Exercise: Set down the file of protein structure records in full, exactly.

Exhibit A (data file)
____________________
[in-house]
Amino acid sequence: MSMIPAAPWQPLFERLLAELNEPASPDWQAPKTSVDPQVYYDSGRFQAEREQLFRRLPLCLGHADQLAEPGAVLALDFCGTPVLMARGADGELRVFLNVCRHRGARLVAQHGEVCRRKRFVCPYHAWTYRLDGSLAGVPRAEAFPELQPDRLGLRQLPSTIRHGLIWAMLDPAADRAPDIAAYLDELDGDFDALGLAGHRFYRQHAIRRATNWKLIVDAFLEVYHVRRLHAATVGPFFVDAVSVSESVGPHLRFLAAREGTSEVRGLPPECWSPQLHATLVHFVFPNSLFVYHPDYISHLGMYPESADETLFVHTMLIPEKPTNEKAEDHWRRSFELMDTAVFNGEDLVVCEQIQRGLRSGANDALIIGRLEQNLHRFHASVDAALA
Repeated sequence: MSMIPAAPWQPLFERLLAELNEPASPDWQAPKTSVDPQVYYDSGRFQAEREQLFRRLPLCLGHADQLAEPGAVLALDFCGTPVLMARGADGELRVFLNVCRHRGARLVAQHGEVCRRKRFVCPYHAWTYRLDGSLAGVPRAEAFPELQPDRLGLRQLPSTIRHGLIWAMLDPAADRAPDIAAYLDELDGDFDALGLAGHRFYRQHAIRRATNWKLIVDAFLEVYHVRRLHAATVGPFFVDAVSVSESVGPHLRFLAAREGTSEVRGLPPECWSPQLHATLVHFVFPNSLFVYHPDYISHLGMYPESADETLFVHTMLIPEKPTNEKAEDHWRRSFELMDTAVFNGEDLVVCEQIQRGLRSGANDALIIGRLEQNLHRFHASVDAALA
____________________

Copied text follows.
[in-house]
Amino acid sequence: MSMIPAAPWQPLFERLLAELNEPASPDWQAPKTSVDPQVYYDSGRFQAEREQLFRRLPLCLGHADQLAEPGAVLALDFCGTPVLMARGADGELRVFLNVCRHRGARLVAQHGEVCRRKRFVCPYHAWTYRLDGSLAGVPRAEAFPELQPDRLGLRQLPSTIRHGLIWAMLDPAADRAPDIAAYLDELDGDFDALGLAGHRFYRQHAIRRATNWKLIVDAFLEVYHVRRLHAATVGPFFVDAVSVSESVGPHLRFLAAREGTSEVRGLPPECWSPQLHATLVHFVFPNSLFVYHPDYISHLGMYPESADETLFVHTMLIPEKPTNEKAEDHWRRSFELMDTAVFNGEDLVVCEQIQRGLRSGANDALIIGRLEQNLHRFHASVDAALA
Repeated sequence: MSMIPAAPWQPLFERLLAELNEPASPDWQAPKTSVDPQVYYDSGRFQAEREQLFRRLPLCLGHADQLAEPGAVLALDFCGTPVLMARGADGELRVFLNVCRHRGARLVAQHGEVCRRKRFVCPYHAWTYRLDGSLAGVPRAEAFPELQPDRLGLRQLPSTIRHGLIWAMLDPAADRAPDIAAYLDELDGDFDALGLAGHRFYRQHAIRRATNWKLIVDAFLEVYHVRRLHAATVGPFFVDAVSVSESVGPHLRFLAAREGTSEVRGLPPECWSPQLHATLVHFVFPNSLFVYHPDYISHLGMYPESADETLFVHTMLIPEKPTNEKAEDHWRRSFELMDTAVFNGEDLVVCEQIQRGLRSGANDALIIGRLEQNLHRFHASVDAALA